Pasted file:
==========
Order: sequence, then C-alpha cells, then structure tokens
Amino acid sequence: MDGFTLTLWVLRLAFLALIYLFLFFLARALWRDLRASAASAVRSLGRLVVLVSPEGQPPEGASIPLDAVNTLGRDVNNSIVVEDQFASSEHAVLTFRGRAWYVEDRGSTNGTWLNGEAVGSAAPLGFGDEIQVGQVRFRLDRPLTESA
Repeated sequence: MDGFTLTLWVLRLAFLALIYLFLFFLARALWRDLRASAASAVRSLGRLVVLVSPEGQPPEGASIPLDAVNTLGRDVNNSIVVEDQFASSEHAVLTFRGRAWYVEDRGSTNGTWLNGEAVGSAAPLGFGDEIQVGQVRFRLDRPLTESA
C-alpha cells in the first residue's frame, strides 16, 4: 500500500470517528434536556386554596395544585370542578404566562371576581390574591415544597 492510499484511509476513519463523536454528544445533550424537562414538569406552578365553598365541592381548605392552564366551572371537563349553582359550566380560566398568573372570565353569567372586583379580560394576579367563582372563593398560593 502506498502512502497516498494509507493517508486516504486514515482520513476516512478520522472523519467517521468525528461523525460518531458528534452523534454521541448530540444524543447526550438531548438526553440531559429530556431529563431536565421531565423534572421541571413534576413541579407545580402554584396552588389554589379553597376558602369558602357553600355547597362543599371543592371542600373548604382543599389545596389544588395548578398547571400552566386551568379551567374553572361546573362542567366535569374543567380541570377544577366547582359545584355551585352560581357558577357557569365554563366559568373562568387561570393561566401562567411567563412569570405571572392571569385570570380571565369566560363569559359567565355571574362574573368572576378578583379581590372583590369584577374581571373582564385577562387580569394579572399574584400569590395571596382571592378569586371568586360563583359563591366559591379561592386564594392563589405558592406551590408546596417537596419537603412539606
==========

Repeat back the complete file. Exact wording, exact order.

Order: sequence, then C-alpha cells, then structure tokens
Amino acid sequence: MDGFTLTLWVLRLAFLALIYLFLFFLARALWRDLRASAASAVRSLGRLVVLVSPEGQPPEGASIPLDAVNTLGRDVNNSIVVEDQFASSEHAVLTFRGRAWYVEDRGSTNGTWLNGEAVGSAAPLGFGDEIQVGQVRFRLDRPLTESA
Repeated sequence: MDGFTLTLWVLRLAFLALIYLFLFFLARALWRDLRASAASAVRSLGRLVVLVSPEGQPPEGASIPLDAVNTLGRDVNNSIVVEDQFASSEHAVLTFRGRAWYVEDRGSTNGTWLNGEAVGSAAPLGFGDEIQVGQVRFRLDRPLTESA
C-alpha cells in the first residue's frame, strides 16, 4: 500500500470517528434536556386554596395544585370542578404566562371576581390574591415544597 492510499484511509476513519463523536454528544445533550424537562414538569406552578365553598365541592381548605392552564366551572371537563349553582359550566380560566398568573372570565353569567372586583379580560394576579367563582372563593398560593 502506498502512502497516498494509507493517508486516504486514515482520513476516512478520522472523519467517521468525528461523525460518531458528534452523534454521541448530540444524543447526550438531548438526553440531559429530556431529563431536565421531565423534572421541571413534576413541579407545580402554584396552588389554589379553597376558602369558602357553600355547597362543599371543592371542600373548604382543599389545596389544588395548578398547571400552566386551568379551567374553572361546573362542567366535569374543567380541570377544577366547582359545584355551585352560581357558577357557569365554563366559568373562568387561570393561566401562567411567563412569570405571572392571569385570570380571565369566560363569559359567565355571574362574573368572576378578583379581590372583590369584577374581571373582564385577562387580569394579572399574584400569590395571596382571592378569586371568586360563583359563591366559591379561592386564594392563589405558592406551590408546596417537596419537603412539606